Sunday, December 30, 2018


Well, dear readers, it's time for the customary end-of-calendar year post. As the name of this blog suggests, this will not be a particularly systematic analysis, but more of a meander.  
I've never claimed to be a volume painter, and the modest tally of figures painted in calendar year 2018 will attest to this: 48 figures plus 3 cannon.  I would add, however, that this was the year of mounted units, conversions, specialty figures, and rather elaborate uniforms (that's my story and I'm sticking with it).  Thus, of the 48 figures, 36 of them were mounted, so one could count these as two figures each as opposed to one (2018 motto: we hates painting horses!).  This method of accounting would bring the total up to a slightly less embarrassing 81. The Hungarian Artillery conversion project in particular presented a major investment in time if not volume (but that's the nature of black powder artillery to some extent).  It's hard to translate equipment (cannon in this case) to figures, but I would be inclined to count the 3 crazy candy-striped Hungarian cannon to 6 mounted figures.  If one accepts this math (and since it's my blog, and my post, we will), and tallies a horse and rider as two figures,  this would raise the 2018 count to 103. I'll take it: what a relief to crack three digits! Not a bad bit of accounting considering I started at 48 (if you think this is bad, you should see the magic I work with my budget numbers at work!).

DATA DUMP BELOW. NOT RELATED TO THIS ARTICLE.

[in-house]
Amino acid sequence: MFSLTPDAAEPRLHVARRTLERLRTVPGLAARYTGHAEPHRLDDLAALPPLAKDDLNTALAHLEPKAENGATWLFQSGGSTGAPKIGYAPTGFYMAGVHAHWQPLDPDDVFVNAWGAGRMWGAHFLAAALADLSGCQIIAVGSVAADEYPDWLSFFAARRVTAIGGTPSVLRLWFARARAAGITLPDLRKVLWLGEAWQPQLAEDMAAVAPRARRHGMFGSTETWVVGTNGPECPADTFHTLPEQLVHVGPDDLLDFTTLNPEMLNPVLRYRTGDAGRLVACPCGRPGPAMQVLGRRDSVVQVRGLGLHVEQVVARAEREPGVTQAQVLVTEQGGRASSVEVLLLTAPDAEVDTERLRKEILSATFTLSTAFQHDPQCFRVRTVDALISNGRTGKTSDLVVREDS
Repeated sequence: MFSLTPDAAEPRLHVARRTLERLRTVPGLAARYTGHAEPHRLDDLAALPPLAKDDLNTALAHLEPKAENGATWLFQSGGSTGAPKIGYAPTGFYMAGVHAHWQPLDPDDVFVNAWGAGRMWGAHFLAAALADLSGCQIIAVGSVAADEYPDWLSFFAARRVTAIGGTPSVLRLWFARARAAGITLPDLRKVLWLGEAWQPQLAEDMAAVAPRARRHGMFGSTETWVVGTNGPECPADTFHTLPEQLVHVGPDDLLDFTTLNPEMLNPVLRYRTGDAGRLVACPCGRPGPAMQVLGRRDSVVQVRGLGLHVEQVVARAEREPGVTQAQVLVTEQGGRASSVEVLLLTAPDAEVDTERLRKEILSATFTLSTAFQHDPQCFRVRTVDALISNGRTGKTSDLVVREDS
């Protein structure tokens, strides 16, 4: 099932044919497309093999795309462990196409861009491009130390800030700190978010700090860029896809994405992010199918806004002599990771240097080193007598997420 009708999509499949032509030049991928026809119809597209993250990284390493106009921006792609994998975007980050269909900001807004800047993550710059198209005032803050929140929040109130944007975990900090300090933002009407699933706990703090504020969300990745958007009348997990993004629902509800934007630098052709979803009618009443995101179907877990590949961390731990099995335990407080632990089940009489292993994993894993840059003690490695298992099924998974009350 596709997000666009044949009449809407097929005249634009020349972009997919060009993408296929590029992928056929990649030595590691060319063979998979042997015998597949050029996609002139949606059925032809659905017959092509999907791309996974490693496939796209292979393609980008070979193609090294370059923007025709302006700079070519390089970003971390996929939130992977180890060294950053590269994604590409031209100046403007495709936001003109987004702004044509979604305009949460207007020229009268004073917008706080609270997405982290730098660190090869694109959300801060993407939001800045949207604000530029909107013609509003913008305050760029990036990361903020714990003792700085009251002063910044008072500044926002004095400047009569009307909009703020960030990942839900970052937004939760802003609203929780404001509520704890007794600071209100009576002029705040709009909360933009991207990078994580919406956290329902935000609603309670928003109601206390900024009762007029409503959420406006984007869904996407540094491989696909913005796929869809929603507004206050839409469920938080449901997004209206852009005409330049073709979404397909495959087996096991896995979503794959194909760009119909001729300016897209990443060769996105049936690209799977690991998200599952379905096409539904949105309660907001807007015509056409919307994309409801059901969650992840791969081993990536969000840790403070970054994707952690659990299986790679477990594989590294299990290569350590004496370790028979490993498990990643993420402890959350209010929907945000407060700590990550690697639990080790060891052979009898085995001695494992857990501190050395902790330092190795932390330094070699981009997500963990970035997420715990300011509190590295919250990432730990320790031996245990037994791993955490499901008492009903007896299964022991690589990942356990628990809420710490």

In this self-referential passage, I will share a few reflections on blogging in this last year.  To begin with, I managed 42 posts (including this one) this year,  This is a bit behind my aim of posting once per week.  Still, as has been pointed out by others, the essential point of posting  (indeed blogging) is for the self.   Certainly sharing is an important aspect, but I think that one really has to want to post in order to sustain a blog, and that remained the case for me in 2018.  Despite the ugly circumstances going on in the world around us, I also strove to keep the blog content hobby-related, a place apart from all of that--in the far happier realm of toy soldiers and associated endeavors. For 2019, I have some interesting items in mind that I want to share, including several e books for antiquarians that I think will be of interest (one on the Hungarian revolt and one on the Koniggratz campaign).
I began 2018 with 41 followers and ended the year with 49.  Perhaps I'll crack 50 in 2019.  Having followers is certainly a nice validation, but my sense is that the readership is wider than the follower count.  I would be remiss if I didn't send a shout out to those bloggers who added my blog to their lists on their sites (especially in my blog's fledgling year).  Statistics indicate that other blogs are a major source of traffic to this site, and I believe those blogs are largely responsible for putting this blog on the map--now with 49 followers of its own. 
Speaking of blog lists, I expanded the number of recently updated blogs showing on my blog from five to ten.  I found myself going to other blogs as "landing zones" to check out their blog lists, which made me realize that I could expand my own list and be more of a resource in this way as well.  Speaking of resources, it may not have been very noticeable, but in the past year I've added to the resource areas of my blog, both the "Wargaming and Hobby Links" section (on the left hand side) and the "Other Useful and Interesting Links" section (on the right hand side).  If you've never noticed those, I would encourage you to poke around a bit.  I'll highlight a few of the 2018 additions:
In the "Other Useful and Interesting Links" section, the Obscure Battles blog (images above: clix pix for big pix) is an amazing resource, with not only historical information but also custom maps and panoramic photographs for many battles.  
The Stanford University French Revolution Digital Archive (image above taken from the opening page of the site) is a gold mine of information (one that I used in my Edward Gibbon and The French Revolution post).